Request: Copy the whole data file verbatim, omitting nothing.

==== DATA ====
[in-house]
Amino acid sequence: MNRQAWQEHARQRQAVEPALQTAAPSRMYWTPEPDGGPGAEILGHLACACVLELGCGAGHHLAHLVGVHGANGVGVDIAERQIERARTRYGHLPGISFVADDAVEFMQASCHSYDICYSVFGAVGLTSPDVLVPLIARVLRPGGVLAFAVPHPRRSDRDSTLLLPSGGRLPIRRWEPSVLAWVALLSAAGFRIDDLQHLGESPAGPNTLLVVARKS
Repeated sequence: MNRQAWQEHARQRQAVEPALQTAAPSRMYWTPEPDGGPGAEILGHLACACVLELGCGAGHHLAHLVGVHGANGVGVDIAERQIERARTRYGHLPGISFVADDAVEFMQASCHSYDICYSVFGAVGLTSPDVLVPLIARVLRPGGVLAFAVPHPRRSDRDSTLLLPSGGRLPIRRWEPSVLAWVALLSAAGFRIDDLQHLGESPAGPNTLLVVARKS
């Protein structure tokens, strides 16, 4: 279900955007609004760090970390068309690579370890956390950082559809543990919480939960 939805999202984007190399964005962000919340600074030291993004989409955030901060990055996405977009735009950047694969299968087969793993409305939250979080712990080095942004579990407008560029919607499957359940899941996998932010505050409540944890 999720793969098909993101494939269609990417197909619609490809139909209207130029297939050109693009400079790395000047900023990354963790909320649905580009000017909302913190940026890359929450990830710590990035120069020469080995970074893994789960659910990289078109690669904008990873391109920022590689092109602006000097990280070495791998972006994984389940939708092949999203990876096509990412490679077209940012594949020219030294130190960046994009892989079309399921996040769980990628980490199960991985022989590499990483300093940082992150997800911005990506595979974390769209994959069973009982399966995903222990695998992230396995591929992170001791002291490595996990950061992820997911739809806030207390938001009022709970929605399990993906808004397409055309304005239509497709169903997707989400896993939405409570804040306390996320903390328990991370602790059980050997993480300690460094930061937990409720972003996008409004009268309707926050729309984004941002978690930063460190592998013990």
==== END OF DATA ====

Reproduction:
[in-house]
Amino acid sequence: MNRQAWQEHARQRQAVEPALQTAAPSRMYWTPEPDGGPGAEILGHLACACVLELGCGAGHHLAHLVGVHGANGVGVDIAERQIERARTRYGHLPGISFVADDAVEFMQASCHSYDICYSVFGAVGLTSPDVLVPLIARVLRPGGVLAFAVPHPRRSDRDSTLLLPSGGRLPIRRWEPSVLAWVALLSAAGFRIDDLQHLGESPAGPNTLLVVARKS
Repeated sequence: MNRQAWQEHARQRQAVEPALQTAAPSRMYWTPEPDGGPGAEILGHLACACVLELGCGAGHHLAHLVGVHGANGVGVDIAERQIERARTRYGHLPGISFVADDAVEFMQASCHSYDICYSVFGAVGLTSPDVLVPLIARVLRPGGVLAFAVPHPRRSDRDSTLLLPSGGRLPIRRWEPSVLAWVALLSAAGFRIDDLQHLGESPAGPNTLLVVARKS
């Protein structure tokens, strides 16, 4: 279900955007609004760090970390068309690579370890956390950082559809543990919480939960 939805999202984007190399964005962000919340600074030291993004989409955030901060990055996405977009735009950047694969299968087969793993409305939250979080712990080095942004579990407008560029919607499957359940899941996998932010505050409540944890 999720793969098909993101494939269609990417197909619609490809139909209207130029297939050109693009400079790395000047900023990354963790909320649905580009000017909302913190940026890359929450990830710590990035120069020469080995970074893994789960659910990289078109690669904008990873391109920022590689092109602006000097990280070495791998972006994984389940939708092949999203990876096509990412490679077209940012594949020219030294130190960046994009892989079309399921996040769980990628980490199960991985022989590499990483300093940082992150997800911005990506595979974390769209994959069973009982399966995903222990695998992230396995591929992170001791002291490595996990950061992820997911739809806030207390938001009022709970929605399990993906808004397409055309304005239509497709169903997707989400896993939405409570804040306390996320903390328990991370602790059980050997993480300690460094930061937990409720972003996008409004009268309707926050729309984004941002978690930063460190592998013990």